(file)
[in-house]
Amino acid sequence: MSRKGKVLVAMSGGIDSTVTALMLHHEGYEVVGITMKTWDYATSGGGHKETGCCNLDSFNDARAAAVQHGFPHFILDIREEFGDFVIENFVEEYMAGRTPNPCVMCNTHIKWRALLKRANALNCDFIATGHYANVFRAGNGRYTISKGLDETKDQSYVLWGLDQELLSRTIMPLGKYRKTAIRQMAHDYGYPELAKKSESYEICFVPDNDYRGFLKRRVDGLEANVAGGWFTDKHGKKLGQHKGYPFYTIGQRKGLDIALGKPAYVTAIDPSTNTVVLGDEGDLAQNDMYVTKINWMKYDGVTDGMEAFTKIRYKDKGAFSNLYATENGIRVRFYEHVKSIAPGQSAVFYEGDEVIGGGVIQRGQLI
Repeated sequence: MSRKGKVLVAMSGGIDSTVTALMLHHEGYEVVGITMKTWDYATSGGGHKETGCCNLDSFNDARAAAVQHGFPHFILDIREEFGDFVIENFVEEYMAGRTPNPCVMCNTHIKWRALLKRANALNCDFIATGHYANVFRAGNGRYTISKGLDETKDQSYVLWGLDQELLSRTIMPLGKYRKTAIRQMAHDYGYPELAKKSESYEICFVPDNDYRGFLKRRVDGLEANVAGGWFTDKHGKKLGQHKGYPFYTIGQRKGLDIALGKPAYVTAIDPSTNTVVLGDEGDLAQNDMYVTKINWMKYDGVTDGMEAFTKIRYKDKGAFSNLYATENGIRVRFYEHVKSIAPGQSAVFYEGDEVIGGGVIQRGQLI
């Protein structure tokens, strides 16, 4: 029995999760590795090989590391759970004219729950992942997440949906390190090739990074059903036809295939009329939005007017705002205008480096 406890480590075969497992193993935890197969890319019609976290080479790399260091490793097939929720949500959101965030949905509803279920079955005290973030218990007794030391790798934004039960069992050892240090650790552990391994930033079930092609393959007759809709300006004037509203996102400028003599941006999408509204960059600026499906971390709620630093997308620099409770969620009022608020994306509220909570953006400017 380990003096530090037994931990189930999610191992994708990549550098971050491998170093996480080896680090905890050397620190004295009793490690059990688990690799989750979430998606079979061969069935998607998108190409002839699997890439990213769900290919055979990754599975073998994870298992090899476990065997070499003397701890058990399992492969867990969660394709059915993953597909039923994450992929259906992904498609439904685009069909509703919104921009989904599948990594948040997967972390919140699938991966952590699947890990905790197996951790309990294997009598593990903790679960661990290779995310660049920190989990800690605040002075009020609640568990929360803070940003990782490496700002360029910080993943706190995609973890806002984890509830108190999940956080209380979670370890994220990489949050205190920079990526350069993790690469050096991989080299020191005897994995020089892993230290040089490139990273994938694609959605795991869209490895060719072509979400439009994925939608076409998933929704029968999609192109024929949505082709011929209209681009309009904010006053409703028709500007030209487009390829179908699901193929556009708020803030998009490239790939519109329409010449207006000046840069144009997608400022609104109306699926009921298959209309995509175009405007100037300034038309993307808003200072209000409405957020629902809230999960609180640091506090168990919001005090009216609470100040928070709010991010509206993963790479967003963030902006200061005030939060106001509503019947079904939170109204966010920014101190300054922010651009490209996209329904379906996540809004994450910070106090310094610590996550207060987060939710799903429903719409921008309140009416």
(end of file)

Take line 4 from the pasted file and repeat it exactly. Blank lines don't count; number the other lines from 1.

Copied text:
């Protein structure tokens, strides 16, 4: 029995999760590795090989590391759970004219729950992942997440949906390190090739990074059903036809295939009329939005007017705002205008480096 406890480590075969497992193993935890197969890319019609976290080479790399260091490793097939929720949500959101965030949905509803279920079955005290973030218990007794030391790798934004039960069992050892240090650790552990391994930033079930092609393959007759809709300006004037509203996102400028003599941006999408509204960059600026499906971390709620630093997308620099409770969620009022608020994306509220909570953006400017 380990003096530090037994931990189930999610191992994708990549550098971050491998170093996480080896680090905890050397620190004295009793490690059990688990690799989750979430998606079979061969069935998607998108190409002839699997890439990213769900290919055979990754599975073998994870298992090899476990065997070499003397701890058990399992492969867990969660394709059915993953597909039923994450992929259906992904498609439904685009069909509703919104921009989904599948990594948040997967972390919140699938991966952590699947890990905790197996951790309990294997009598593990903790679960661990290779995310660049920190989990800690605040002075009020609640568990929360803070940003990782490496700002360029910080993943706190995609973890806002984890509830108190999940956080209380979670370890994220990489949050205190920079990526350069993790690469050096991989080299020191005897994995020089892993230290040089490139990273994938694609959605795991869209490895060719072509979400439009994925939608076409998933929704029968999609192109024929949505082709011929209209681009309009904010006053409703028709500007030209487009390829179908699901193929556009708020803030998009490239790939519109329409010449207006000046840069144009997608400022609104109306699926009921298959209309995509175009405007100037300034038309993307808003200072209000409405957020629902809230999960609180640091506090168990919001005090009216609470100040928070709010991010509206993963790479967003963030902006200061005030939060106001509503019947079904939170109204966010920014101190300054922010651009490209996209329904379906996540809004994450910070106090310094610590996550207060987060939710799903429903719409921008309140009416």